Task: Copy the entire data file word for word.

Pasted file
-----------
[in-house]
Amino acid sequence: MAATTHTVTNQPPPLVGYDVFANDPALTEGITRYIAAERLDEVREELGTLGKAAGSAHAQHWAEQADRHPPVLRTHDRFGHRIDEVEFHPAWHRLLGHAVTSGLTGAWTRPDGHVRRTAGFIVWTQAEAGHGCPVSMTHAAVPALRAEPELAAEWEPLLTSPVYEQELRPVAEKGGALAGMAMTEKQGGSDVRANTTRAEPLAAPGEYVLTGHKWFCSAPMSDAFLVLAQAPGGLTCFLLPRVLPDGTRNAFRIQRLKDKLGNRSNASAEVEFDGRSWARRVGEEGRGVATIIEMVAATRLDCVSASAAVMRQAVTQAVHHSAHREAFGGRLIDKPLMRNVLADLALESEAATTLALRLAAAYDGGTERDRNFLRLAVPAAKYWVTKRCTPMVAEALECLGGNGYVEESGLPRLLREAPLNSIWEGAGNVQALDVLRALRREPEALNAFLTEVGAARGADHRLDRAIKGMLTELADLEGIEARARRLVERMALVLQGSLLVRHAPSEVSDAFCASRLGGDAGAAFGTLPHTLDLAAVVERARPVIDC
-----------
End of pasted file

[in-house]
Amino acid sequence: MAATTHTVTNQPPPLVGYDVFANDPALTEGITRYIAAERLDEVREELGTLGKAAGSAHAQHWAEQADRHPPVLRTHDRFGHRIDEVEFHPAWHRLLGHAVTSGLTGAWTRPDGHVRRTAGFIVWTQAEAGHGCPVSMTHAAVPALRAEPELAAEWEPLLTSPVYEQELRPVAEKGGALAGMAMTEKQGGSDVRANTTRAEPLAAPGEYVLTGHKWFCSAPMSDAFLVLAQAPGGLTCFLLPRVLPDGTRNAFRIQRLKDKLGNRSNASAEVEFDGRSWARRVGEEGRGVATIIEMVAATRLDCVSASAAVMRQAVTQAVHHSAHREAFGGRLIDKPLMRNVLADLALESEAATTLALRLAAAYDGGTERDRNFLRLAVPAAKYWVTKRCTPMVAEALECLGGNGYVEESGLPRLLREAPLNSIWEGAGNVQALDVLRALRREPEALNAFLTEVGAARGADHRLDRAIKGMLTELADLEGIEARARRLVERMALVLQGSLLVRHAPSEVSDAFCASRLGGDAGAAFGTLPHTLDLAAVVERARPVIDC